Dmitri Shostakovich's Piano Sonata No. 2 in B minor, Op. 61 (1943) was dedicated to his piano teacher and friend, Leonid Nikolayev, who perished that year in the mass evacuation from Leningrad. Shostakovich had miraculously survived 'The Great Terror,' Stalin's 1930's attack on the Russian people, though imprisonments and killings in that purge had claimed the lives of many of his friends and family members. Weiss describes, "The music of the Piano Sonata is emotional, romantic, wild, and raw."

The final work of the album is Johannes Brahms's 11 Chorale Preludes, Op. 122 (1896). "More than 40 years after Op. 9, Brahms was at the end of his life. Sick, weak, worried for the future of music, and bereft of his life-long friend Clara, his music took on increasingly religious themes. These organ settings of centuries-old Lutheran hymns (transcribed for piano by his longtime admirer Ferrucio Busoni) tighten the thread between himself and Bach, between himself and his faith. Brahms' compositional epilogue dates from immediately after Clara's funeral; the Chorale Preludes, grieving yet heartbreakingly accepting and courageous, were the last notes he ever wrote. 'Now I have nobody left to lose.' (Johannes Brahms, after the death of Clara Schumann)," shares Weiss.

Of his Arc album series, Weiss explains, "The arc of this recital trilogy is inverted, like a rainbow's reflection in water. Arc I's first steps head downhill, beginning from hope and proceeding to despair. The bottom of the journey, Arc II, is Earth's center, grief, loss, the lowest we can reach. The return trip, Arc III, is one of excitement and renewal, filled with the joy of rebirth and anticipation of a better future."

About Orion Weiss

One of the most sought-after soloists and chamber music collaborators of his generation, Orion Weiss is widely regarded as a "brilliant pianist" (The New York Times) with "powerful technique and exceptional insight" (The Washington Post). With a warmth to his playing that outwardly reflects his engaging personality, Weiss has dazzled audiences with his passionate, lush sound and performed with dozens of orchestras in North America including the Chicago Symphony, Boston Symphony, Los Angeles Philharmonic, and New York Philharmonic.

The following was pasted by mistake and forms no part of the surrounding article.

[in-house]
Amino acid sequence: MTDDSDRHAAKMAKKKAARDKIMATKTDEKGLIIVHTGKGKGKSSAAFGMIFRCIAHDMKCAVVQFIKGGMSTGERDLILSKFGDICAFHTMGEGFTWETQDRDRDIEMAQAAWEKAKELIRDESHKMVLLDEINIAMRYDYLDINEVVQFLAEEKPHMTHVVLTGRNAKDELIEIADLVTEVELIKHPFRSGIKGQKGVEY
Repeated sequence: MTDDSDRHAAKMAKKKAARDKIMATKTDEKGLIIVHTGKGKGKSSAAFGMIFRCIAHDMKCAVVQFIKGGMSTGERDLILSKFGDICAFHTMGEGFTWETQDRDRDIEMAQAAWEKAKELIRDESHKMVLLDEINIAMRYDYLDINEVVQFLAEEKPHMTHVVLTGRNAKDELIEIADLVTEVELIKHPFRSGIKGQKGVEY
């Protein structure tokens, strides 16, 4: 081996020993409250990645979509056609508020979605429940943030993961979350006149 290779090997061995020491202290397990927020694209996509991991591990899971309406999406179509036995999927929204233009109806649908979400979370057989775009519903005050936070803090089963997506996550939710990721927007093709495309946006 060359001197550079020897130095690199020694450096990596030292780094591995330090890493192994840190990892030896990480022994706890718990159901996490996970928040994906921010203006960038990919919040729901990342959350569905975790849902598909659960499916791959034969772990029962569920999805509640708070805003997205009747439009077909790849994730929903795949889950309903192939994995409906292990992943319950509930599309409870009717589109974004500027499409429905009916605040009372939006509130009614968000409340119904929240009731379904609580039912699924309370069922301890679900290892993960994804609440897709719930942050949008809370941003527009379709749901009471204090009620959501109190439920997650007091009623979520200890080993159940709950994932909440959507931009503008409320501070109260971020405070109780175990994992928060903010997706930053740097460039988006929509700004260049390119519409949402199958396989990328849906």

Recent seasons have seen Weiss in performances for the Lucerne Festival, the Denver Friends of Chamber Music, the Chamber Music Society of Lincoln Center, the Kennedy Center's Fortas Series, and the 92nd Street Y, and at the Aspen, Bard, Ravinia, Seattle, and Grand Teton summer festivals, among others. Highlights also include his third performance with the Chicago Symphony Orchestra, a live-stream with the Minnesota Orchestra, a performance of Beethoven's Triple Concerto with the Saint Paul Chamber Orchestra, the release of his recording of Christopher Rouse's Seeing, and recordings of Gershwin's complete works for piano and orchestra with the Buffalo Philharmonic Orchestra and JoAnn Falletta.

Known for his affinity for chamber music, Weiss performs regularly with violinists Augustin Hadelich, William Hagen, Benjamin Beilman, and James Ehnes; pianists Michael Stephen Brown and Shai Wosner; cellist Julie Albers; and the Ariel, Parker, and Pacifica Quartets. As a recitalist and chamber musician, Weiss has appeared across the United States at venues and festivals including Sheldon Concert Hall, the Broad Stage, Seattle Chamber Music Festival, La Jolla Music Society SummerFest, the Schubert Club, Chamber Music Northwest, Bridgehampton Chamber Music Festival, Spivey Hall, and many more.